When I first built my current desktop back in 2013, it was a fast little bastard. An Intel i5-4570, 16 gigs of memory, an SSD main drive, and a Radeon 7850. I was already well into my photography hobby and this machine made short work of the RAW files coming from my Nikon D7000. Included with this setup was an Asus PB238Q monitor.
Fast forward to 2020 and some things have changed. Instead of Windows 7, we’re now using Windows 10. Adobe Lightroom is now cloud only. My D7000 is now the backup to the Nikon D850 and my everyday carry Leica Q2. As a result, instead of 16.9 megapixels, my cameras now each output 47 megapixel pictures, and the volume of pictures I shoot has gone up considerably. In addition, I now also shoot film and the negatives I scan are at least 20 megapixels each as well. But even after Spectre and Meltdown, my trusty little i5 soldiers on and processes these much larger images with aplomb. Soon I’ll have to switch things out to maybe a Ryzen, but that time is not yet here. Instead, to my surprise, I upgraded monitors first.
The Need for Space
Work has involved more and more documents so I decided I needed more screen real estate. At work, two 24 inch Samsung monitors are sufficient screen real estate but that made my home setup of a single 23 inch monitor seem cramped. In retrospect, my first monitor, a Sony 15 inch Trinitron, seems like it would have been impossible to use. But what monitor would I end up choosing?
Enter the Dell U3818DW. Yes, 38 inches of screen real estate. Quite an upgrade from the 23 inches provided by the Asus.
Why did I pick this monitor? In addition to a recommendation from a coworker, some of the nice features in this monitor include the built in KVM and USB-C charging. In addition to charging up my work laptop (Lenovo X1) via USB-C, I could use my keyboard and mouse with my work laptop immediately when I switch to the USB-C input. This is the year 2020 – things should be this slick!
The monitor isn’t one of the newer ones with a higher refresh rate (Freesync, G-Sync). This is not the concern it used to be for me. Although I do play some games still, the Nintendo Switch is my console of choice these days. And the PC games I do play don’t need the higher refresh rates. In other words, I don’t play many shooters anymore. But to be sure, I do sometimes wish the monitor had a higher refresh rate. It is rather easy to notice ghosting artifacts when I scroll through a document quickly. I’ve gotten used to it, but it is noticeable.
This monitor also has another drawback – there are apparently problems with the Dell U3818DW’s USB-C implementation (another link, reddit link). The result is that laptops may not operate entirely correctly with the monitor, including Macbooks, Thinkpads, and even relatively new Dell laptops! Hopefully this can be resolved with a firmware update in the near future. USB-C is becoming more and more popular and I expect that any personal laptop I buy in the future to replace my trust Macbook Air from 2012 will use this connector. For now, this problem manifests itself in random input switching and/or glitching when my Thinkpad is powered up. Annoying, but I’m past the return period for the monitor, and it isn’t an entire deal-breaker for me yet. But it is something to be aware of for any prospective future purchasers.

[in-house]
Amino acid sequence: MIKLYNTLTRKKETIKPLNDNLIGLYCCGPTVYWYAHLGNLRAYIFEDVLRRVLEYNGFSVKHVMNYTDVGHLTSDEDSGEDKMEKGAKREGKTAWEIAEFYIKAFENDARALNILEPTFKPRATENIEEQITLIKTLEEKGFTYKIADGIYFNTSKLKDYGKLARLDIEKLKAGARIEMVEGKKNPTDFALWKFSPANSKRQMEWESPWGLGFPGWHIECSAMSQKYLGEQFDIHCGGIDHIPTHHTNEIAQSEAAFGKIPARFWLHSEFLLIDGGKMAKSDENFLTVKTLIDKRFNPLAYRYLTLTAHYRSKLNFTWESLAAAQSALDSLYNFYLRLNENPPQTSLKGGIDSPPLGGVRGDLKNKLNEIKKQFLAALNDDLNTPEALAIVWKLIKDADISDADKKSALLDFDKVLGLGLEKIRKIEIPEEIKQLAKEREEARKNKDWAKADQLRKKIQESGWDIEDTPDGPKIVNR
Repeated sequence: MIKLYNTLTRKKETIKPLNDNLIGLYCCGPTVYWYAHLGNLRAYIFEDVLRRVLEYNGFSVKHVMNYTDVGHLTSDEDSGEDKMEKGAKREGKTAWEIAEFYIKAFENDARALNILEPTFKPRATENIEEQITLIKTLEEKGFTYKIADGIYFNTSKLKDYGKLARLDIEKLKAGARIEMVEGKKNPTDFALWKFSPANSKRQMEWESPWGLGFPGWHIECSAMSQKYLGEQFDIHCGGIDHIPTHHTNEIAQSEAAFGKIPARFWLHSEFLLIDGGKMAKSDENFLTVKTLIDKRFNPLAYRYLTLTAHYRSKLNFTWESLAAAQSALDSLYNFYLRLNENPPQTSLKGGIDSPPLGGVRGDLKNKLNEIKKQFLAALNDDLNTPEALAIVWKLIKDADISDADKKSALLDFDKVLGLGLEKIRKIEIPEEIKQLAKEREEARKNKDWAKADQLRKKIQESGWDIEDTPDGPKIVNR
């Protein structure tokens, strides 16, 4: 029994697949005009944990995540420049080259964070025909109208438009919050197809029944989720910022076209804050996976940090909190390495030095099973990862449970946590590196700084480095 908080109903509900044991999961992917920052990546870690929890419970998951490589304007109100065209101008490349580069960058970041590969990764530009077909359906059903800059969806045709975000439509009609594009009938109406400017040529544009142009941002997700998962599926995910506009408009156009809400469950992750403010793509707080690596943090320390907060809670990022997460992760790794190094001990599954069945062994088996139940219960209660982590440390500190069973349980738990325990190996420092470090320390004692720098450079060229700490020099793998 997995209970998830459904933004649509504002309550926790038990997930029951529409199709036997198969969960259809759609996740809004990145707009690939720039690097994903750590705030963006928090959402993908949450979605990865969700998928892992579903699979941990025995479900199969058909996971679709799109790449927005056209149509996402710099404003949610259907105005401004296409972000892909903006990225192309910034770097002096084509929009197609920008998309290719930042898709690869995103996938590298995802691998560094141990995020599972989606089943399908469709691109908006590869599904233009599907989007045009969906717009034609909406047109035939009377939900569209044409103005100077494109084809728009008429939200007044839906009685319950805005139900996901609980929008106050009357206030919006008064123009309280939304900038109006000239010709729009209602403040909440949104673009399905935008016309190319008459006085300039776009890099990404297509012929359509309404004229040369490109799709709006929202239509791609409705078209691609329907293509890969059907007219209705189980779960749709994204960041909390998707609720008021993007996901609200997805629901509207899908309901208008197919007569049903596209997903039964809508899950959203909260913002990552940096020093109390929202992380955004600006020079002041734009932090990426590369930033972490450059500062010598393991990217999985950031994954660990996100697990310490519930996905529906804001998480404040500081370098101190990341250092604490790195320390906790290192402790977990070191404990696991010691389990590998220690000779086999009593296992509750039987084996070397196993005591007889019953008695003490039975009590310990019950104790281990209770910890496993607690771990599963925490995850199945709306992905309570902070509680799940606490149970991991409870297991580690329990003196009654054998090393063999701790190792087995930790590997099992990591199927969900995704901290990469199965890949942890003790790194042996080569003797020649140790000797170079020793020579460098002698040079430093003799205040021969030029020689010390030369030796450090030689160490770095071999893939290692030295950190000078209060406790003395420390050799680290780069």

Now, with all this screen real estate, of course I’d have to do some tweaks for my photography hobby.
Open Source Color Calibration and Windows 10
A couple of years ago, when I started getting more serious about photography, I purchased a Spyder4Pro color calibrator. Why? I had noticed how photos could look entirely different based on the calibration of the monitor being used. And how these would typically be different than what an iPad would show. This was a result of people adjusting their color settings for their own personal preferences, among other reasons. Because I would post process photos through Lightroom, I felt it was important for me to get the monitor I was using properly calibrated before post processing the pictures. So I went and splurged for a color calibrator several years ago.
At the time, I was using the Asus PB238Q monitor in Windows 7 and everything was peachy. Spyder’s included software worked well enough in Windows 7 and I got the results I wanted – nicely calibrated colors and consistent display of these colors. Was the software all that impressive? Not really, but it did the job so I didn’t really mind. And even though Datacolor considers the device to be a legacy product now, the software does seem to work in Windows 10, with a few glitches here and there.
With the new monitor, I decided it was time to investigate my options. It turns out that DisplayCAL is an open source option that can use the Spyder4Pro color calibrator hardware to generate the needed color profile. It builds on top of runs a little slower than the included software, but the results so far have been good. And with this software being open-source, I’m more comfortable using this software than the software that came with my apparently legacy Spyder4Pro.
Downsides? None so far. Another win for open source and keeping perfectly functional hardware useful years after its original manufacturer has ended support for it.